I believe working together with the Chinese colleagues we will get an enormous amount more information as time goes by. There is much we still need to understand about this disease and I really do believe we have made a good start this week in China. Finally, I believe that an enormous amount of additional information will come out in coming weeks once we are able to analyze these cases from Guangdong Province in more detail.
(Edited Question and Answer session with the media)
Q: We are a litle bit surprised that you are so happy that you will get the promised data, the Guangdong authorities have declined to give a further update before April. When you say regular new figures for WHO web site, will China give daily updates from every province with new numbers of cases?
Professor Mackenzie: That’s certainly what I understand would be the case. It might take a few days to get it underway. [This has to be] done by the central government and the provincial government. You have to understand they promised to provide daily updates from thorough out China.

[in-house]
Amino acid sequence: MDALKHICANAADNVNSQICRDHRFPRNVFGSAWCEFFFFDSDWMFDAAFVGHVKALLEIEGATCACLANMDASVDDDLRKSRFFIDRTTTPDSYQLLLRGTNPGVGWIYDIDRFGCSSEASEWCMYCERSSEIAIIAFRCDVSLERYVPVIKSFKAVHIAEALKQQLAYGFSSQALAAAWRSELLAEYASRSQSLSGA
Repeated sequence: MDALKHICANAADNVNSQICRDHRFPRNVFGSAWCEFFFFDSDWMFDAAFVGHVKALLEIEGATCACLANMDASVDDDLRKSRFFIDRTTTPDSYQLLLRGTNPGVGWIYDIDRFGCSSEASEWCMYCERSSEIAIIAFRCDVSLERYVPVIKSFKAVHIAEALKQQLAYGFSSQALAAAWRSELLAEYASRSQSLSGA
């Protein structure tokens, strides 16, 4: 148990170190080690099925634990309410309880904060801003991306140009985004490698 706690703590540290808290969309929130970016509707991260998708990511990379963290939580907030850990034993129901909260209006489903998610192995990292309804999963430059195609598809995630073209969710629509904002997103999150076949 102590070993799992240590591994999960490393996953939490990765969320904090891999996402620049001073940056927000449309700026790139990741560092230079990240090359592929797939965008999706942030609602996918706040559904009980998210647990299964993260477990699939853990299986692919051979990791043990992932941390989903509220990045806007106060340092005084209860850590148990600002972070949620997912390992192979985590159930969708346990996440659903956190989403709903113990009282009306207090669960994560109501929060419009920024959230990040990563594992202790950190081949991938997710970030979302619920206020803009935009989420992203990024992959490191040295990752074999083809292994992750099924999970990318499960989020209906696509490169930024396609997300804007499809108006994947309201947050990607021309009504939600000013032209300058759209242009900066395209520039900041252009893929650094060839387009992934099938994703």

WR China: Indeed a crucial question. What is needed at the moment are provincial updates on a daily basis. That is [the] message we have been clearly giving and we got very positive feedback. At this time we have only received data so far from Guangdong until the end of Feb. This was given rather quickly ... The commitment we have seen this week is a major step forward and the Vice-Minister is eager to look at this suggestion.
CBC: What kind of virus is the corona virus and can WHO can control it?